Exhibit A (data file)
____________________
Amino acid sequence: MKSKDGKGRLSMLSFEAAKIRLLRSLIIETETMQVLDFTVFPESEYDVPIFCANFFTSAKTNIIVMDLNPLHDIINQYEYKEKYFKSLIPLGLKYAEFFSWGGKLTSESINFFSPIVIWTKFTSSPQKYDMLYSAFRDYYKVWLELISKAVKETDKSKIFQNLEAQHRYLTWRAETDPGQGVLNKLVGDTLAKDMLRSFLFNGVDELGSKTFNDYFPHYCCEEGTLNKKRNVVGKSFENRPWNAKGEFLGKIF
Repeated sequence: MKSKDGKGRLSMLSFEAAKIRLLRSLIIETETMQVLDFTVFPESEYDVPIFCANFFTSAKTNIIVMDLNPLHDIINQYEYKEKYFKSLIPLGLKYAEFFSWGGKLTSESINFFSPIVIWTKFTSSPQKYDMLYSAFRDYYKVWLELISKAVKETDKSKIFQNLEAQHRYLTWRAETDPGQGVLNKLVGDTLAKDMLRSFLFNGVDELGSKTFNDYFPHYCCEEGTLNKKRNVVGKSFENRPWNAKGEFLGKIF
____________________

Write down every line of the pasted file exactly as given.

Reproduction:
Amino acid sequence: MKSKDGKGRLSMLSFEAAKIRLLRSLIIETETMQVLDFTVFPESEYDVPIFCANFFTSAKTNIIVMDLNPLHDIINQYEYKEKYFKSLIPLGLKYAEFFSWGGKLTSESINFFSPIVIWTKFTSSPQKYDMLYSAFRDYYKVWLELISKAVKETDKSKIFQNLEAQHRYLTWRAETDPGQGVLNKLVGDTLAKDMLRSFLFNGVDELGSKTFNDYFPHYCCEEGTLNKKRNVVGKSFENRPWNAKGEFLGKIF
Repeated sequence: MKSKDGKGRLSMLSFEAAKIRLLRSLIIETETMQVLDFTVFPESEYDVPIFCANFFTSAKTNIIVMDLNPLHDIINQYEYKEKYFKSLIPLGLKYAEFFSWGGKLTSESINFFSPIVIWTKFTSSPQKYDMLYSAFRDYYKVWLELISKAVKETDKSKIFQNLEAQHRYLTWRAETDPGQGVLNKLVGDTLAKDMLRSFLFNGVDELGSKTFNDYFPHYCCEEGTLNKKRNVVGKSFENRPWNAKGEFLGKIF